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See also: Sense and sensé

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EnglishEdit

Alternative formsEdit

EtymologyEdit

From Middle English sense, borrowed from Old French sens, sen, san (sense, reason, direction); partly from Latin sensus (sensation, feeling, meaning), from sentiō (feel, perceive); partly of Germanic origin (whence also Occitan sen, Italian senno), from Vulgar Latin *sennus (sense, reason, way), from Old Frankish *sinn (reason, judgement, mental faculty, way, direction), from Proto-Germanic *sinnaz (mind, meaning). Both Latin and Germanic from Proto-Indo-European *sent- (to feel).

PronunciationEdit

NounEdit

sense (countable and uncountable, plural senses)

 
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  1. Any of the manners by which living beings perceive the physical world: for humans sight, smell, hearing, touch, taste.
    • (Can we date this quote?) William Shakespeare
      Let fancy still my sense in Lethe steep.
    • (Can we date this quote?) Milton
      What surmounts the reach / Of human sense I shall delineate.
  2. Perception through the intellect; apprehension; awareness.
    a sense of security
    • (Can we date this quote?) Sir Philip Sidney
      this Basilius, having the quick sense of a lover
    • (Can we date this quote?) John Milton
      high disdain from sense of injured merit
  3. Sound practical or moral judgment.
    It's common sense not to put metal objects in a microwave oven.
    • (Can we date this quote?) L'Estrange
      Some are so hardened in wickedness as to have no sense of the most friendly offices.
  4. The meaning, reason, or value of something.
    You don’t make any sense.
    the true sense of words or phrases
    • Bible, Neh. viii. 8
      So they read in the book in the law of God distinctly, and gave the sense.
    • (Can we date this quote?) Shakespeare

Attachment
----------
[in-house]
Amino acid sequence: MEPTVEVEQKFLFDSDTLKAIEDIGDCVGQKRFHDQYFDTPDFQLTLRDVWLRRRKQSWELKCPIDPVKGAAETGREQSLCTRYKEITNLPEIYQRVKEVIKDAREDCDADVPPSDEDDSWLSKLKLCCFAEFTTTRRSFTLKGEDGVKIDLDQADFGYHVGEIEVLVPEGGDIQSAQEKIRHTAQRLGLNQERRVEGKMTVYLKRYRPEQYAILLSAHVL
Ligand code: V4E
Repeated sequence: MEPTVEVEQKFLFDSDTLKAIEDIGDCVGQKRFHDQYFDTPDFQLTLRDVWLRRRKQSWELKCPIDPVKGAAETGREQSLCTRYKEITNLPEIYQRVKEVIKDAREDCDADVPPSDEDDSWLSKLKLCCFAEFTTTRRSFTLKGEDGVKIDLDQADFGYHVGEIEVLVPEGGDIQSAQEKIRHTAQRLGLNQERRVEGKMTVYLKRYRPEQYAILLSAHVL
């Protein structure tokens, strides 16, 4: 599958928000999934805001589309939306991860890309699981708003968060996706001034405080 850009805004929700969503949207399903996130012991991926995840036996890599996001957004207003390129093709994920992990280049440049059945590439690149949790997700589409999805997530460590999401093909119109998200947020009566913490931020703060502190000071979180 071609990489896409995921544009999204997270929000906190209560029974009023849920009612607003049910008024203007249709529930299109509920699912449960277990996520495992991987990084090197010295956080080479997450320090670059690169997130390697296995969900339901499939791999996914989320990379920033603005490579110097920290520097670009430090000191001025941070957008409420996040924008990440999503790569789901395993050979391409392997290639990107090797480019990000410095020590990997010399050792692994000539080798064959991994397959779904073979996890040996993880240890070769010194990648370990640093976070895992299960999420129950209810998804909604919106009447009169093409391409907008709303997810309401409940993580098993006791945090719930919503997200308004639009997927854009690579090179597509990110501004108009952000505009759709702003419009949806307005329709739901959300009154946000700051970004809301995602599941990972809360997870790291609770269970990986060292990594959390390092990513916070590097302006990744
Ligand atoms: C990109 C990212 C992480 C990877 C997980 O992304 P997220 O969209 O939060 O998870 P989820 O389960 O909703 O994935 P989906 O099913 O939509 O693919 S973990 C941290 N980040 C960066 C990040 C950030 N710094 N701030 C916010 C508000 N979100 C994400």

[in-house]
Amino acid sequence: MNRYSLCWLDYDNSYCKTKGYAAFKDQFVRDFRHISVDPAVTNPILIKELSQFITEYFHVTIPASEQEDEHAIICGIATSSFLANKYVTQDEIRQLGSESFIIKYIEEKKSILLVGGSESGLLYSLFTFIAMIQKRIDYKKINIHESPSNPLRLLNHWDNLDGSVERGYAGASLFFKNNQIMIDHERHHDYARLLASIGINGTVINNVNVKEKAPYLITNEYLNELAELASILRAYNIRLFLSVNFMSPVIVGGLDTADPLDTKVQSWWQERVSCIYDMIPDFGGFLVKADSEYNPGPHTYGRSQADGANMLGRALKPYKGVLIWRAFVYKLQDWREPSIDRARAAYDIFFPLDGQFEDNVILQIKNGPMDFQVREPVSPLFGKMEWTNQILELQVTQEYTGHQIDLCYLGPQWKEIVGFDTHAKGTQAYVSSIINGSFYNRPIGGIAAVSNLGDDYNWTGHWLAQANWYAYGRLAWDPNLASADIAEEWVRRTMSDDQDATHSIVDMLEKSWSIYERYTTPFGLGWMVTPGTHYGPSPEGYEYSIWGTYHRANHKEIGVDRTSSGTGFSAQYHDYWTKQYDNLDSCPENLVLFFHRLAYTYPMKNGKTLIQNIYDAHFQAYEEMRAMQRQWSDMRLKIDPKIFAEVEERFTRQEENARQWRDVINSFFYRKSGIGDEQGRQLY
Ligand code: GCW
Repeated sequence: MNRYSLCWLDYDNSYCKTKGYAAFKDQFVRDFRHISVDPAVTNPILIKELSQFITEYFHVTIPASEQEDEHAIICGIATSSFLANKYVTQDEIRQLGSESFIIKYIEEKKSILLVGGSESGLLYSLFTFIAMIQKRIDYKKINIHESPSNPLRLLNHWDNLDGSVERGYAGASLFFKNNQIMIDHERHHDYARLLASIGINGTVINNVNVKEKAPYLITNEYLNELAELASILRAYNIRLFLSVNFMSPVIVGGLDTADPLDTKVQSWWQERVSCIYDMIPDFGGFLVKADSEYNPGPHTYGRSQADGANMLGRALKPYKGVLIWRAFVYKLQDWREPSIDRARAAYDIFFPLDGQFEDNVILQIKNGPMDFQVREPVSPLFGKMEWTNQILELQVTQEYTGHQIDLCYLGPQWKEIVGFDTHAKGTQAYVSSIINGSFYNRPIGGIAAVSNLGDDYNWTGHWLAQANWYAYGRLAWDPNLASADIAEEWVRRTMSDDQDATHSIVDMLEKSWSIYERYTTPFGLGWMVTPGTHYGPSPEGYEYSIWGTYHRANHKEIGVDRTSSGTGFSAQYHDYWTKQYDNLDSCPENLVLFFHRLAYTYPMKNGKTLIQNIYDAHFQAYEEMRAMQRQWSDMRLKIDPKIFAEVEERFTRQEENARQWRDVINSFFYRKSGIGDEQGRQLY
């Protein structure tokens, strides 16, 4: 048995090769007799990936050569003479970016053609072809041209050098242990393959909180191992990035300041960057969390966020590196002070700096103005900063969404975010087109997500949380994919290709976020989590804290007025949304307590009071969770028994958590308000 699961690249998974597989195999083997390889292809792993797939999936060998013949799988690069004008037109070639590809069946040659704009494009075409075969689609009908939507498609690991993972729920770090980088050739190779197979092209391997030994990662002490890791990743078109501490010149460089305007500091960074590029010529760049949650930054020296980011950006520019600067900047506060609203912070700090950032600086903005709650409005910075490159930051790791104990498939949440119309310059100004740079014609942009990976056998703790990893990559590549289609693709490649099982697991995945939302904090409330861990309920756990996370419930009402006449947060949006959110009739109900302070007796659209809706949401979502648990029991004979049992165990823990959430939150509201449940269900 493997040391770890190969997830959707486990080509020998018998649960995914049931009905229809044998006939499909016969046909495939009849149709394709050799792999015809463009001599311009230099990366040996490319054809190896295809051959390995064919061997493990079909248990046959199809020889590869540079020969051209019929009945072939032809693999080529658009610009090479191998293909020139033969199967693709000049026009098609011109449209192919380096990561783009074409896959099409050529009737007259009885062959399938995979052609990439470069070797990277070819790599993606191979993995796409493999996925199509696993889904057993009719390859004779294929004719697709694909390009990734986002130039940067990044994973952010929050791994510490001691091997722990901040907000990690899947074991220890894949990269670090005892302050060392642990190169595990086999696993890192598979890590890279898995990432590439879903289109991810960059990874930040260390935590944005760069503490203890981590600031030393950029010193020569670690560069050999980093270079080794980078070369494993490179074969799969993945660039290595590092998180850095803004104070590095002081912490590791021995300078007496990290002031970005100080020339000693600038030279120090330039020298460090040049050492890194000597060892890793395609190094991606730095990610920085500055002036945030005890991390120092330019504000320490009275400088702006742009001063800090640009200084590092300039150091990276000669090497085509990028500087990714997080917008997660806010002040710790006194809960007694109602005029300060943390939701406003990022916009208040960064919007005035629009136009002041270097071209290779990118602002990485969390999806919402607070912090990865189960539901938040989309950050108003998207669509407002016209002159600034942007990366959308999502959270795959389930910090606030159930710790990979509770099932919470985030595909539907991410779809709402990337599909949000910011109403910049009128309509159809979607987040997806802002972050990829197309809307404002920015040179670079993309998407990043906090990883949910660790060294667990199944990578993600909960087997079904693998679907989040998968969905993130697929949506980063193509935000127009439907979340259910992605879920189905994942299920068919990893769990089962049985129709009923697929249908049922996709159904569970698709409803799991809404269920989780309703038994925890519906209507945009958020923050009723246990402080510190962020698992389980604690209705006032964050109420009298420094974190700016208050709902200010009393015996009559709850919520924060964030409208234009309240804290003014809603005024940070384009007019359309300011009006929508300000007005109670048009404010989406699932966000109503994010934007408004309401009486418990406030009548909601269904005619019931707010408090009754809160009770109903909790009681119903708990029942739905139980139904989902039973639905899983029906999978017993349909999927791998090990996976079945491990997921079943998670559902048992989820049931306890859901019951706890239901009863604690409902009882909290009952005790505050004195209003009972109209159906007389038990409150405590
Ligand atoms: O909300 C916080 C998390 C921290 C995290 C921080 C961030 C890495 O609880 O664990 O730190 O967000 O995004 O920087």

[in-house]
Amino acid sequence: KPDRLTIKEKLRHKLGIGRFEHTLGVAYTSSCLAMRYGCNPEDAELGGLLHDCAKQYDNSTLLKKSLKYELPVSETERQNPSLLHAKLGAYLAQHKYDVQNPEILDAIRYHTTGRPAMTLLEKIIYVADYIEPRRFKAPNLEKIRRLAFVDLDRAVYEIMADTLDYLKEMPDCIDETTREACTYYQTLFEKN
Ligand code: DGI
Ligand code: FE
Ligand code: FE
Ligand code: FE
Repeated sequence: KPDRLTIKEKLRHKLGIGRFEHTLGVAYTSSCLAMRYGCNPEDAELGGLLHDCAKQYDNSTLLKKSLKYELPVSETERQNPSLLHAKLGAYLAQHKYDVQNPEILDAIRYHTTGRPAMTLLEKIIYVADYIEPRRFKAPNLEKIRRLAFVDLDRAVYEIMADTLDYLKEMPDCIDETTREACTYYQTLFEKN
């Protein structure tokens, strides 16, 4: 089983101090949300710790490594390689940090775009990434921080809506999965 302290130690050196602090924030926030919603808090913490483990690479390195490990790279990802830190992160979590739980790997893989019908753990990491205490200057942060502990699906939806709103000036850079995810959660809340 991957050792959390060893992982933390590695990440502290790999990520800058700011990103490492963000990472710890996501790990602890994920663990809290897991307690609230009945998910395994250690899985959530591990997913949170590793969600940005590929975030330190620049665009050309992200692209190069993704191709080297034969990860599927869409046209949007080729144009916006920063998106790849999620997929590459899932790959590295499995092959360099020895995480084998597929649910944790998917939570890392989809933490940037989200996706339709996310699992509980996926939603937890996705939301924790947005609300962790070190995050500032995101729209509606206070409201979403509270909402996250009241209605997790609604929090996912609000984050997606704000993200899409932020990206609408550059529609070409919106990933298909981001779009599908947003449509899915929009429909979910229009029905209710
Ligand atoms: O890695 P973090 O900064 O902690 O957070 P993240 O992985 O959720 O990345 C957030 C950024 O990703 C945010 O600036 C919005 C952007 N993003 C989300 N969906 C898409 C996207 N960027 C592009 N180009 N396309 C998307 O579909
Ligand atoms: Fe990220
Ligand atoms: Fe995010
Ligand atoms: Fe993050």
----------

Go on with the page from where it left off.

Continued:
I think 'twas in another sense.
  5. A natural appreciation or ability.
    A keen musical sense
  6. (pragmatics) The way that a referent is presented.
  7. (semantics) A single conventional use of a word; one of the entries for a word in a dictionary.
  8. (mathematics) One of two opposite directions in which a vector (especially of motion) may point. See also polarity.
  9. (mathematics) One of two opposite directions of rotation, clockwise versus anti-clockwise.
  10. (biochemistry) referring to the strand of a nucleic acid that directly specifies the product.

HyponymsEdit

  • See also Thesaurus:sense
  • Derived termsEdit

    Related termsEdit

    DescendantsEdit

    TranslationsEdit

    The translations below need to be checked and inserted above into the appropriate translation tables, removing any numbers. Numbers do not necessarily match those in definitions. See instructions at Wiktionary:Entry layout#Translations.

    See alsoEdit

    VerbEdit

    sense (third-person singular simple present senses, present participle sensing, simple past and past participle sensed)

    1. To use biological senses: to either smell, watch, taste, hear or feel.
    2. To instinctively be aware.
      She immediately sensed her disdain.
    3. To comprehend.

    TranslationsEdit

    The translations below need to be checked and inserted above into the appropriate translation tables, removing any numbers. Numbers do not necessarily match those in definitions. See instructions at Wiktionary:Entry layout#Translations.

    AnagramsEdit


    AfrikaansEdit

    Etymology 1Edit

    Borrowed from English sense.

    NounEdit

    sense (uncountable)

    1. sense, good sense

    Etymology 2Edit

    NounEdit

    sense

    1. plural of sens

    CatalanEdit

    Alternative formsEdit

    EtymologyEdit

    Ultimately from Latin sine, probably conflated with absentia. Compare French sans, Occitan sens, Italian senza.

    PronunciationEdit

    PrepositionEdit

    sense

    1. without

    AntonymsEdit

    Further readingEdit


    ChuukeseEdit

    EtymologyEdit

    Borrowed from Japanese 先生 (sensei).

    NounEdit

    sense

    1. teacher

    LatinEdit

    ParticipleEdit

    sēnse

    1. vocative masculine singular of sēnsus